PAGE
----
Natalija Vujošević is an artist and curator based in Montenegro. The focus of her research and practice is the presentation of archives through exhibition-making, seeking renewed modes of communication, engagement, and understanding through new interpretations and expanded forms. Vujošević has lead and curated this kind of work on a number of research projects and public presentations. She is the founder and director of the non-governmental organization, the Institute of Contemporary Art in Montenegro, active since 2015 and dedicated to contemporary art theory, education, research, and archives.
In what way does They: live project converge with the activities of the Institute for Contemporary Art (ISU) when it comes to working with young artists and audience?
A large part of the ISU programme focuses on young artists; the alternative education programmes and the Milčik Award (YVAA) are designed precisely with a view to creating better conditions for their artistic development. In addition to working with the young population, we are involved in archival practices through the Women ComradesProject (Women’s Movement in Montenegro 1943-1953, women and women’s collectives in post-Yugoslav states), and the Archive of Cetinje Biennales, the first exhibition of which we are currently organising.They Live Project connects well with and builds on ISU activities, and we think that it will be well received by the audiencethe ISU is developing relationship with.
Do you think that the young population is less interested in contemporary art in comparison to other categories of audience and why is that the case?
When we speak about the young population in Montenegro, their interest for visual arts is declining, and the reasons for that can be found in degraded and outdated education in the field of visual art, the neglected role of theory and critique in formation of contemporary art discourse, as well as in general amateurisation of the institutional culture, which has been progressing trend in last decades. Certain efforts and steps ahead can be observed in the independent scene and individual initiatives, although, unfortunately, any form of support to independent scene is virtually non-existent.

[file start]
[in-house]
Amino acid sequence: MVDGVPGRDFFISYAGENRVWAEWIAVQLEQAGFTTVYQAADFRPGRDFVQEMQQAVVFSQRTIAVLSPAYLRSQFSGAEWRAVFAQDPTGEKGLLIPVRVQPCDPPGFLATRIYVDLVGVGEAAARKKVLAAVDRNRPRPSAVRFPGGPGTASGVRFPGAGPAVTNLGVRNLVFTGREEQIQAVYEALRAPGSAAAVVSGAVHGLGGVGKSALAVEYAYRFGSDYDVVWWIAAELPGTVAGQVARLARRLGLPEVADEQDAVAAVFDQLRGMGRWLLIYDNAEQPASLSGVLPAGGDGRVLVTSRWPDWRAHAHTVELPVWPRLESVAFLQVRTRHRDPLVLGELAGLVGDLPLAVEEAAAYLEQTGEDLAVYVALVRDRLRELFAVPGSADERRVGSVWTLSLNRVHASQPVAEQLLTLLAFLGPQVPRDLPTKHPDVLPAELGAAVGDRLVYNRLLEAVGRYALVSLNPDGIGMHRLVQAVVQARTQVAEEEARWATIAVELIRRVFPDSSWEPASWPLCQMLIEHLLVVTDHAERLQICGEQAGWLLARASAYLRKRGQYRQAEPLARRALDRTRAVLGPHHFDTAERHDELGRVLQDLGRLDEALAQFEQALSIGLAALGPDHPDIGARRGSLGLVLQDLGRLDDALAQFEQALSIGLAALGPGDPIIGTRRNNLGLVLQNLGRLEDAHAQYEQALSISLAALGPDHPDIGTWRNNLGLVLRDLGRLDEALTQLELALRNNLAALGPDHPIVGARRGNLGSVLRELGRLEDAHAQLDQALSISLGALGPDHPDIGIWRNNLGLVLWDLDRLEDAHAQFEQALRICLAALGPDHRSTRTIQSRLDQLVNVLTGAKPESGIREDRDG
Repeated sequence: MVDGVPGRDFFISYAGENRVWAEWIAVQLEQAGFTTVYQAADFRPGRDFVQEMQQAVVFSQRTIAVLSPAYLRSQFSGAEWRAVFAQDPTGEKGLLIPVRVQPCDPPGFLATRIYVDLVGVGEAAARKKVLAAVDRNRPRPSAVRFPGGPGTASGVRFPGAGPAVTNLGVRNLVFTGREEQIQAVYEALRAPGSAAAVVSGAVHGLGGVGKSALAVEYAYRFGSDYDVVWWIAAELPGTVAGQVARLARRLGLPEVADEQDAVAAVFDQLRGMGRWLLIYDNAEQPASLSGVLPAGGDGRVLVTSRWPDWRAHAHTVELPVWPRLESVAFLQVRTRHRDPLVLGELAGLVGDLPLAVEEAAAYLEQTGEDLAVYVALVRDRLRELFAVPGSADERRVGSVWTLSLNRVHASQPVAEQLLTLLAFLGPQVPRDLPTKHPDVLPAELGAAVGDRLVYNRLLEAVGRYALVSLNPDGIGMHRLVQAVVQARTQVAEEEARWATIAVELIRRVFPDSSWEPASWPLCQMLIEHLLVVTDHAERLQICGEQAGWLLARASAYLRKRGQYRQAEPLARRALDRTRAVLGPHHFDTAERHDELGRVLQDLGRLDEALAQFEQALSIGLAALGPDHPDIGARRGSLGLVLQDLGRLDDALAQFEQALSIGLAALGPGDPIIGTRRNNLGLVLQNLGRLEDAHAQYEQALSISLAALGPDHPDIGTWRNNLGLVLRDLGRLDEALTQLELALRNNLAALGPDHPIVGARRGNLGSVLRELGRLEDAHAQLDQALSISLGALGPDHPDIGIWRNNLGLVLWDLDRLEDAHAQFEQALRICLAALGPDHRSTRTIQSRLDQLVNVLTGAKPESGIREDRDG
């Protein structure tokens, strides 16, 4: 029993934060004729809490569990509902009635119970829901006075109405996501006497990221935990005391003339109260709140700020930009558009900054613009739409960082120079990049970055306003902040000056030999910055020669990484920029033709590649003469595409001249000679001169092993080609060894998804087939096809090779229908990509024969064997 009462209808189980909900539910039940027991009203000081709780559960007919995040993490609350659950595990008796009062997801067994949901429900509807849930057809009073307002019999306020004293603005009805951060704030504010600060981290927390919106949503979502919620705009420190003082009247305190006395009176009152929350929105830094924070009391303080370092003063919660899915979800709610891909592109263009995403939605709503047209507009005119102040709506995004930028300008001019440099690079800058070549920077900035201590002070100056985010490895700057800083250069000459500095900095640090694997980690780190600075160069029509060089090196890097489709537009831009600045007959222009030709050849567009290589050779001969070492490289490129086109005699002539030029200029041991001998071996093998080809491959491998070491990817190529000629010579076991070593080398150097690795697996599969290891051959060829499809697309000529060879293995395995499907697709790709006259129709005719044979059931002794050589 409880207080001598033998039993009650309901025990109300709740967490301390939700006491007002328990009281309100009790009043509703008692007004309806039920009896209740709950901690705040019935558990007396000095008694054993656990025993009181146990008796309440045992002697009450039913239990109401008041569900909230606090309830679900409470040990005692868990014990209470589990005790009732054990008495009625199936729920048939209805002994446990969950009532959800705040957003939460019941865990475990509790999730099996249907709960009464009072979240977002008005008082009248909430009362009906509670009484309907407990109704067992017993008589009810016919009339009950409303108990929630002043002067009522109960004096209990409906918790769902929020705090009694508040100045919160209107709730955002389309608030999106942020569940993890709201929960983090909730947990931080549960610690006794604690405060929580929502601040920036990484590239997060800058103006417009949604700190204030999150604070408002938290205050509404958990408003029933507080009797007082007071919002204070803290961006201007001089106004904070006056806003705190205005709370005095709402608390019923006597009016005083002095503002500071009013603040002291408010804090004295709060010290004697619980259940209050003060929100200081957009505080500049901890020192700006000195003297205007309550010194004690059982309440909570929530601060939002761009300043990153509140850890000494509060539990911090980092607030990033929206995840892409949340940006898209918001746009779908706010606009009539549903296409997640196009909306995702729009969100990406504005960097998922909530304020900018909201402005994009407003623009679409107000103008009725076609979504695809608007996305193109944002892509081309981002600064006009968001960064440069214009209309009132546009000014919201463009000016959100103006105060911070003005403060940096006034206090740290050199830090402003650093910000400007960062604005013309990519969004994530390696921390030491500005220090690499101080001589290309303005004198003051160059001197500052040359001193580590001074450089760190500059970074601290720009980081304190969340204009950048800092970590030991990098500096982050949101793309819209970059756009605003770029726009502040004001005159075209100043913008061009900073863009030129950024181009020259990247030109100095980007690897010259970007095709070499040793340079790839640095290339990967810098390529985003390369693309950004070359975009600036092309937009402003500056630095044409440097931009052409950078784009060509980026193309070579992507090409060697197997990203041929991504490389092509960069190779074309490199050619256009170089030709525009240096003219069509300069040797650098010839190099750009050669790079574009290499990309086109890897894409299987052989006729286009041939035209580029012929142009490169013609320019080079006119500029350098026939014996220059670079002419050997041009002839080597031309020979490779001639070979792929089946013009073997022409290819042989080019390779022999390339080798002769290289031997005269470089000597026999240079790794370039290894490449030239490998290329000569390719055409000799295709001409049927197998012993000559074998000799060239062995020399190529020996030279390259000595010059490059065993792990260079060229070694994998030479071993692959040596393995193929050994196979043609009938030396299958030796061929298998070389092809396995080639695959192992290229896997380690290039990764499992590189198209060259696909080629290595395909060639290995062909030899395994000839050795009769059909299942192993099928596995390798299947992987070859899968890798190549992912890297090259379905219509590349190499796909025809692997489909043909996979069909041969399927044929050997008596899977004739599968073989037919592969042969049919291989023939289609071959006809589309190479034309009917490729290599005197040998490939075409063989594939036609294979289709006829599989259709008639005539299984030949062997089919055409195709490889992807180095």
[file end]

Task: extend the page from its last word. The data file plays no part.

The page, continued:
Do you think that participatory art projects and art residencies based on contextual, exploratory and participatory practices have sufficientpotential to bring closer contemporary art to young audience and students?
Connecting and exchange are precisely what makes these practices currently relevant and necessary. Including and mixing different actors, positions and disciplines open the space for new ways of reflection and perception of the complex reality and its different layers.
Given that the ICA is based in Cetinje, while the local project activities take place at the student campus in Podgorica, how do you see the specificity of this situation and the distinctiveness of the student campus you cooperate with?
Montenegro is very small, the distance between the cities is generally less than an hour drive, so that this is not a problem. The challenges of working with students in Podgorica are related mainly to the fact that the art faculties are based in Cetinje, the faculties of social sciences mostly in Nikšić, while faculties of natural sciences, as well as the Faculty of Law and the Faculty of Economics are located in Podgorica, so that interdisciplinary experience and interaction between students of different study programmes are very poor. I believe that precisely these specific circumstances will give birth to some interesting experiences and outcomes of the cooperation between artists, curators, the collected archive and students who will be involved in the art residence programmes.